Instead of a doctor prescribing you a drug, in the near future, you may leave the doctor’s office with a prescription for plants. Dovera, an insurance giant based in Slovakia, has partnered with the Natural Food Interaction (NFI) to create a tailor-made whole-food plant-based diet for their patients. As the success of the “plant prescription” in treating type 2 diabetes grows, this is a method that more healthcare providers are likely to adopt.

Rx: Plant-Based Diet, in the Place of Prescription Drug

As more studies emerge confirming the health benefits of plant-based diets, more doctors are beginning to use food as medicine to treat and even reverse diseases such as diabetes and heart disease. Dr. Walter Willet, a professor of epidemiology and nutrition at Harvard Medical school, has been an outspoken leader in the movement to prescribe patients a plant-based diet: “We have just been doing some calculations looking at the question of how much could we reduce mortality shifting towards a healthy, more plant-based diet, not necessarily totally vegan, and our estimates are about one-third of deaths could be prevented.”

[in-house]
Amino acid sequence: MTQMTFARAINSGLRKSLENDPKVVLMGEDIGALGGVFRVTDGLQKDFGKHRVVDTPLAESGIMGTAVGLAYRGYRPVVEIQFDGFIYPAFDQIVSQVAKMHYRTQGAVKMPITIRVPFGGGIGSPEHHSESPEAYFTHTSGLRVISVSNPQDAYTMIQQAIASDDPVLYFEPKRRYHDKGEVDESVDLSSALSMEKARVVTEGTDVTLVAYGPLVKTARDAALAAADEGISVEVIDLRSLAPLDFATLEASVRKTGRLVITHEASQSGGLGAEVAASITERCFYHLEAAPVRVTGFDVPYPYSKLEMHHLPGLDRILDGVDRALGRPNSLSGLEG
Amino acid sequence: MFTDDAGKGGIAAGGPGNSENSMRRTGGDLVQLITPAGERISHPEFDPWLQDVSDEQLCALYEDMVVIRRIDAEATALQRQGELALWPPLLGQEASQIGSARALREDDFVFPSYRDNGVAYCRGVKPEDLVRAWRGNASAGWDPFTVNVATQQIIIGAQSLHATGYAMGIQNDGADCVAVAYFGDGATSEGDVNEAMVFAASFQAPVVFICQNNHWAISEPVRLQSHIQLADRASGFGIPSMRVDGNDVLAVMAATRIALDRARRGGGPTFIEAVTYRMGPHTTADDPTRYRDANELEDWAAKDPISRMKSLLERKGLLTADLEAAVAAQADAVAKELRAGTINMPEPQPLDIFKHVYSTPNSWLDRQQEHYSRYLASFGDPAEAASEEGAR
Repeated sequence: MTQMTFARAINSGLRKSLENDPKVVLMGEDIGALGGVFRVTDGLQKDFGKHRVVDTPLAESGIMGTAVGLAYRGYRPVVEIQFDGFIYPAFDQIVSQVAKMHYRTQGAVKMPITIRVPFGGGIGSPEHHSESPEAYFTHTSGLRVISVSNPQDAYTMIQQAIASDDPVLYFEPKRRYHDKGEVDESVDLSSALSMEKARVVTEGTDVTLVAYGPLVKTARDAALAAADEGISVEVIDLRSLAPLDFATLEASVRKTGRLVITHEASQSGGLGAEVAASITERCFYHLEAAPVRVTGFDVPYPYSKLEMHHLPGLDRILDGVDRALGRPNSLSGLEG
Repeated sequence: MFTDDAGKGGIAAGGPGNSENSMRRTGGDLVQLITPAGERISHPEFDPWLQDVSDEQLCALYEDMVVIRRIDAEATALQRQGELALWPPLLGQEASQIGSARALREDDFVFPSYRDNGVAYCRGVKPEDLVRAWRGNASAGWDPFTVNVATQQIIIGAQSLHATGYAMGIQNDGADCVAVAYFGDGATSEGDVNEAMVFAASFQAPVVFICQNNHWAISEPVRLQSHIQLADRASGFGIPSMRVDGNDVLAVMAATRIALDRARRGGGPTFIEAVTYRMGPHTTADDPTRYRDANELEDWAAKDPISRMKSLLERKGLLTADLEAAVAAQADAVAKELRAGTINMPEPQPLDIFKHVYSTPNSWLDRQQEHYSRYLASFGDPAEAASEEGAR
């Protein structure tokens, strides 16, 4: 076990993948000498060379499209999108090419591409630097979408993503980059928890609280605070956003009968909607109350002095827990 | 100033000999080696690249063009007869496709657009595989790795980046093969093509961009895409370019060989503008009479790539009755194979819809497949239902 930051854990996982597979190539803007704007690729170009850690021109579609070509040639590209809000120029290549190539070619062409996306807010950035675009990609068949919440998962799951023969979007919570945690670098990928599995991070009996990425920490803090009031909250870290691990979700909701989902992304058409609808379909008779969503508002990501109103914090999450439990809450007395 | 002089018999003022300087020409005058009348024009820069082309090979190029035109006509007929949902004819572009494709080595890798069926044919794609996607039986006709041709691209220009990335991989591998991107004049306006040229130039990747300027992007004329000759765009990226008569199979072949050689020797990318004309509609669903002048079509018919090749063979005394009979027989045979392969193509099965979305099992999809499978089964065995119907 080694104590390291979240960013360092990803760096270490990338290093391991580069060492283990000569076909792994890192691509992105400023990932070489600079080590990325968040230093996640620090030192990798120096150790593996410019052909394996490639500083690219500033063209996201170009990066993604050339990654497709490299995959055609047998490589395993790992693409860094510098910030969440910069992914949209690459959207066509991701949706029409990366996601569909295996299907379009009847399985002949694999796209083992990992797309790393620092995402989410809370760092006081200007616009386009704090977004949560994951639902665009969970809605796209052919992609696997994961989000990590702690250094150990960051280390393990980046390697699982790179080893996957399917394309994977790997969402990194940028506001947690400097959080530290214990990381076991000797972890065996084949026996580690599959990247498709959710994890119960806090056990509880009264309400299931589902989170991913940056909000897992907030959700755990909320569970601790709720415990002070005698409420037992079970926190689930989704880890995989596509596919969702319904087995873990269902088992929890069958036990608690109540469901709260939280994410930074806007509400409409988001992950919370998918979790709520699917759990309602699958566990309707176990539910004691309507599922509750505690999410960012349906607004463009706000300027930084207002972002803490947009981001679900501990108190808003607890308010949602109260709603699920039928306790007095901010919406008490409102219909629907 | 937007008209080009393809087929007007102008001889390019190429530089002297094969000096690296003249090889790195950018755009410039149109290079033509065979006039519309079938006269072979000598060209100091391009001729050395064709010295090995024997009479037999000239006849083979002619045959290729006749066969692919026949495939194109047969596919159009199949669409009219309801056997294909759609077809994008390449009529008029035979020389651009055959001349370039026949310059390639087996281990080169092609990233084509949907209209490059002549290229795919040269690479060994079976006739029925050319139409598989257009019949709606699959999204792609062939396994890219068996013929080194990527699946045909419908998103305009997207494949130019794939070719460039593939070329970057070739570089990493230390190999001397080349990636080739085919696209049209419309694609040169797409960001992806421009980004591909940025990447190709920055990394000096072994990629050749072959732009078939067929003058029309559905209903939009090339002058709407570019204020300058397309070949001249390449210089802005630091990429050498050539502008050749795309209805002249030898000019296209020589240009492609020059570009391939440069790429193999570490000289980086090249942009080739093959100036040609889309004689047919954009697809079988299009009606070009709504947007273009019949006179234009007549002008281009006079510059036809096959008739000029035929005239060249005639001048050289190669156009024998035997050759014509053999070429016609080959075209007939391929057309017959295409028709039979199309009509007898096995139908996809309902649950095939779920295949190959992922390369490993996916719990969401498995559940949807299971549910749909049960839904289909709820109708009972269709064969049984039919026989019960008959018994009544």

Stateside, doctors like Dr. Dean Ornish, and Dr. Freeman, advocate for the necessity of a plant-based diet for their patients looking to combat heart disease. Even just a diet with reduced meat intake might help improve heart health. Dr. Akua Woolbright, the National Nutrition Director for Whole Cities Foundation, suggests, "Consume only one serving of meat, eggs or dairy per day, or practice a flexitarian diet, in which you eat mostly plant-based foods with small amounts of animal products limited to just a few times a week or a month."

Based on the Slovakian program’s success, we hope large healthcare providers worldwide take a plant-based approach to disease intervention and prevention. Having an apple a day might not keep the doctor away, but a whole food plant-based diet shows promise.

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